Boise, ID  – The U.S. District Court ruled in favor of conservationists, finding that a U.S. Forest Service decision approving a mining company’s plan to deploy bulldozers, dump trucks and drilling rigs miles inside the Frank Church-River of No Return Wilderness violates the Wilderness Act, the National Forest Management Act and the National Environmental Policy Act. The court decision invalidates the company’s mining plan and requires the Forest Service to conduct further analysis of the proposed mining exploration and evaluate less invasive alternatives for activities in the Wilderness.

The lawsuit was filed by the Idaho Conservation League, Earthworks, The Wilderness Society, Friends of  the Clearwater, and Wilderness Watch.

The lawsuit challenged the final decision by the Payette National Forest, issued on June 22, 2015, to  approve American Independence Mines and Mineral’s (AIMMCO) Golden Hand Mine proposal to conduct additional mineral  sampling to determine whether  two mining claims within the Frank Church Wilderness are valid mining claims.  Validating these claims is a necessary step for the mining company to proceed with any mineral  development or production plans.

The mining claims are located three miles inside the Frank Church Wilderness in the headwaters of Big  Creek, a tributary to the Middle Fork of the Salmon River. The Forest Service decision, which the court  invalidated, would have allowed AIMMCO to make 571 truck trips into and back out of the Wilderness  each summer during the three-year project. AIMMCO would have also used dump trucks, bulldozers and  drilling rigs to open roads, clear drill pads and excavate trenches within the wilderness.

"Wilderness areas are afforded the highest level of protection of any federal public land in our nation," said Bryan  Hurlbutt, attorney with Advocates for the West. "Even when a mining company has some  rights within wilderness, its workers can walk through the wilderness like the rest of us, and any mining  activities must be limited to the absolute minimum."

"The law requires special protections from mining operations in congressionally-designated Wilderness,  and the court correctly ruled that the Forest Service failed to meet these high standards," noted  Roger  Flynn, attorney with the Western Mining Action Project  which represented the groups along with  Advocates for the West.

"Thousands of people who hike, hunt, fish and float in the Frank Church River of No Return Wilderness  spoke out against this project," said  John Robison of the Idaho Conservation League. "The Court ruled  that the Forest Service has to find a better balance and work harder to protect the public’s rights and  Wilderness values."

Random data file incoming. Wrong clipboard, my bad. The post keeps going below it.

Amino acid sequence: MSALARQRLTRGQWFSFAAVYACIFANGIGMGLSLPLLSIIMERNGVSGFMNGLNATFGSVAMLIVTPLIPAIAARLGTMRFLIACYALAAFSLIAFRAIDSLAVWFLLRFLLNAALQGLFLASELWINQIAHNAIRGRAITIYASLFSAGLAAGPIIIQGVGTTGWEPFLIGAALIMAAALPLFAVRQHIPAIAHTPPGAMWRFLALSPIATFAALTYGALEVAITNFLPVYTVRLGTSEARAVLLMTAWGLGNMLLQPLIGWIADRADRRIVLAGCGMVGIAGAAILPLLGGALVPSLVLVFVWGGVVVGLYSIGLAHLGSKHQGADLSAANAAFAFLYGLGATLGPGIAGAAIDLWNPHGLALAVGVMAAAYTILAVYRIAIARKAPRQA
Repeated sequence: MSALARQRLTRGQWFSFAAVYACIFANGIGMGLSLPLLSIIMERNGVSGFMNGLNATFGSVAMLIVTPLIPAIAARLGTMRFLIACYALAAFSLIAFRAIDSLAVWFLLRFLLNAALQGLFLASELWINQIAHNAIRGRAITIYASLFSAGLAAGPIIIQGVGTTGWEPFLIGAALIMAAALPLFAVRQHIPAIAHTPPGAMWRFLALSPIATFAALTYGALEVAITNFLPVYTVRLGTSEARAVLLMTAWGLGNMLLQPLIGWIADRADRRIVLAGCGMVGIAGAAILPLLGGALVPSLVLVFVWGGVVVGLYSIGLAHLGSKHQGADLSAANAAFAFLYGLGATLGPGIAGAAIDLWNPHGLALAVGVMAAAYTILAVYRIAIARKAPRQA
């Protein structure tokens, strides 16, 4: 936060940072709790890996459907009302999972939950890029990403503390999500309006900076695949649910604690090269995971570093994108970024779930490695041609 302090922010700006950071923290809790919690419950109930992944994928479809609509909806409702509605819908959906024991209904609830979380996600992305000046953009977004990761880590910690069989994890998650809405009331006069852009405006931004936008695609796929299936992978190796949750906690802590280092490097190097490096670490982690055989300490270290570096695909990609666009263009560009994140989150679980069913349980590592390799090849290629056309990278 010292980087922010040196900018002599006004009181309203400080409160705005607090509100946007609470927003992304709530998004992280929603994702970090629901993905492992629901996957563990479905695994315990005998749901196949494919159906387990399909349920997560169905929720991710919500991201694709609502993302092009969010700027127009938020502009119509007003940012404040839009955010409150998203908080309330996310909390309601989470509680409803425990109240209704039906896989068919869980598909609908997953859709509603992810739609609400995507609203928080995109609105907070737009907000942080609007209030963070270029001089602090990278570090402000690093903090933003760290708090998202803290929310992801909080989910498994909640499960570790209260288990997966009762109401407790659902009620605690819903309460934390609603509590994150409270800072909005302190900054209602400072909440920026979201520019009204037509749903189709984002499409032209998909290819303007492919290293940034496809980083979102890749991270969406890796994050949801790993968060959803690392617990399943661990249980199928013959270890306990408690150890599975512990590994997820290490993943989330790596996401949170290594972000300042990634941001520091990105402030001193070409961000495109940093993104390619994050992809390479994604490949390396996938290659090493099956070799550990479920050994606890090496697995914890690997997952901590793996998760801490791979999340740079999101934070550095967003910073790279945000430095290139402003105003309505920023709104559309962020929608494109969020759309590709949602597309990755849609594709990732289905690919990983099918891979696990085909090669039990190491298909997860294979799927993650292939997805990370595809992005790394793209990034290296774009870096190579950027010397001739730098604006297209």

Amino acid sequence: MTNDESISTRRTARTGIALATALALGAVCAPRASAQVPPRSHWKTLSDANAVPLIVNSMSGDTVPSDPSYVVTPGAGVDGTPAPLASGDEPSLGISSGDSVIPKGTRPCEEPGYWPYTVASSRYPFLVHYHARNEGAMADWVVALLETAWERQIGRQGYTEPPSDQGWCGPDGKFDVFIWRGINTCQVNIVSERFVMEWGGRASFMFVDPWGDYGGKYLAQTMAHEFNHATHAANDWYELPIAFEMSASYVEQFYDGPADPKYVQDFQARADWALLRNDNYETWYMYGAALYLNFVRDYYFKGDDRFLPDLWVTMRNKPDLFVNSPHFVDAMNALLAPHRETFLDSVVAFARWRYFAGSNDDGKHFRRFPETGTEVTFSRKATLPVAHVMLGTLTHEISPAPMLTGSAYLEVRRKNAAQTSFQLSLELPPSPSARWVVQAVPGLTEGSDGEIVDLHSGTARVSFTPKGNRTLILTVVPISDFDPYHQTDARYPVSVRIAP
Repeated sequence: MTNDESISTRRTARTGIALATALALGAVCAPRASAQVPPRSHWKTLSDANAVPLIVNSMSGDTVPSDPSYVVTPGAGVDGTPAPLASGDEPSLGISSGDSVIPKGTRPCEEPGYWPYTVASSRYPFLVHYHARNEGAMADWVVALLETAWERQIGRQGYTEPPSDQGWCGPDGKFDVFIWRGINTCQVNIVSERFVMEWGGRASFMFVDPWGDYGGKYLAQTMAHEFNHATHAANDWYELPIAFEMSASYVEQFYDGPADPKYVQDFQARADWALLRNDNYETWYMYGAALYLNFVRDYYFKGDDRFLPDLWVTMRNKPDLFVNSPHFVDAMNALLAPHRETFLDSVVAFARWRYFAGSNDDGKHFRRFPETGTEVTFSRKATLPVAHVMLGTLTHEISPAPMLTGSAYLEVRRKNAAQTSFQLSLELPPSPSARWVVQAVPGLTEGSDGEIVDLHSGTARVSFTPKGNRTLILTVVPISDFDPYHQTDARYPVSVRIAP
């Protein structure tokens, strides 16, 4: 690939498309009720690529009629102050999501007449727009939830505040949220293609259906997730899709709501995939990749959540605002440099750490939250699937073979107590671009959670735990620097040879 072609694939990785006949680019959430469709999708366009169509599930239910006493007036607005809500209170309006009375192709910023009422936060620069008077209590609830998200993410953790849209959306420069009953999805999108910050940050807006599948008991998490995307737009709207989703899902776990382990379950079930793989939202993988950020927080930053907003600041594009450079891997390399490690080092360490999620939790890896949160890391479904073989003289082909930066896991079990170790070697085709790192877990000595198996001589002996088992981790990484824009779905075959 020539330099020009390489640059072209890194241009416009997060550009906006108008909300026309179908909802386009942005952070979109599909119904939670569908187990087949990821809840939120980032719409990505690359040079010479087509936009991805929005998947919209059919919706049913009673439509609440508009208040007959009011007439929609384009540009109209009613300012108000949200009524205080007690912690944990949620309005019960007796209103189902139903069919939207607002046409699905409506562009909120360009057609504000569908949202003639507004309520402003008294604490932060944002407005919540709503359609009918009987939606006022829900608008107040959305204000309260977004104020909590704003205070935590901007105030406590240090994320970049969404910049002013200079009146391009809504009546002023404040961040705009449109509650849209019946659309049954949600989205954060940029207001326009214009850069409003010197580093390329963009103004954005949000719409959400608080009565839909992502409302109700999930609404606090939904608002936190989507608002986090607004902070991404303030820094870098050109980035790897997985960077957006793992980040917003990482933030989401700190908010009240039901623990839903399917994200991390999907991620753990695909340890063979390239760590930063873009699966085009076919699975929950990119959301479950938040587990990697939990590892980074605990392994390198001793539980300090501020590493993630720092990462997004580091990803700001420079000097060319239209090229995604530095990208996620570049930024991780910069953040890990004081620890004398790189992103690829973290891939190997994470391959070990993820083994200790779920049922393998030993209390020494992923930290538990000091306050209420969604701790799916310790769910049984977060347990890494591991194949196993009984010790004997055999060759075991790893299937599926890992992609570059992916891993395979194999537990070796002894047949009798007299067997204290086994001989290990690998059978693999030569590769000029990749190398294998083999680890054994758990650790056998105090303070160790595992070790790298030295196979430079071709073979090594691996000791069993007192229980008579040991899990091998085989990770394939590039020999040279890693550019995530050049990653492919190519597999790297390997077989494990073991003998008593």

"The Frank Church Wilderness is a national treasure that deserves the utmost protection against  needlessly destructive mining activities," said  Bonnie Gestring of Earthworks. "We’re pleased the court is  requiring a more thorough analysis of less harmful measures."

"The court has granted a necessary reprieve to the Frank Church-River of No Return Wilderness,"  stated  George Nickas, executive director of Wilderness Watch. "Now it’s up to the Forest Service to show  a far greater concern for the Wilderness if or when it completes the court-ordered reanalysis of this terribly  destructive mining plan."

Gary Macfarlane of Friends of the Clearwater  said, "This is good news for the wild heart of Idaho. The  Forest Service must do a better job in protecting the remarkable character of the this large and amazing  Wilderness."

The federal 1872 Mining Law holds precedence over public land, even though it has not been significantly revised in nearly 150 years. Rep. Raul Grijalva, D-Arizona, and others have introduced H.R. 963, the  Hardrock Mineral Reform and Reclamation Act of 2015. The act would empower state, local and tribal  governments to petition federal authorities to withdraw lands from mining to protect drinking water, wildlife  habitat, cultural and historic resources, or other important values.

The coalition of conservation groups is represented by attorneys Bryan Hurlbutt of Advocates for the  West and Roger Flynn of the Western Mining Action Project.

A copy of the court decision is available  here.

For more information:

  • John Robison, Idaho Conservation League, 208-345- 6933 x 13,
  • Gary Macfarlane, Friends of the Clearwater, 208-882- 9755,
  • Craig Gehrke, The Wilderness Society, 208-343- 8153 x2,
  • Bonnie Gestring, Earthworks, 406-549- 7361,
  • George Nickas, Wilderness Watch, 406-542- 2048,
  • Bryan Hurlbutt, Advocates for the West, 208-342- 7024 x206,
  • Roger Flynn, Western Mining Action Project, 303-823- 5738,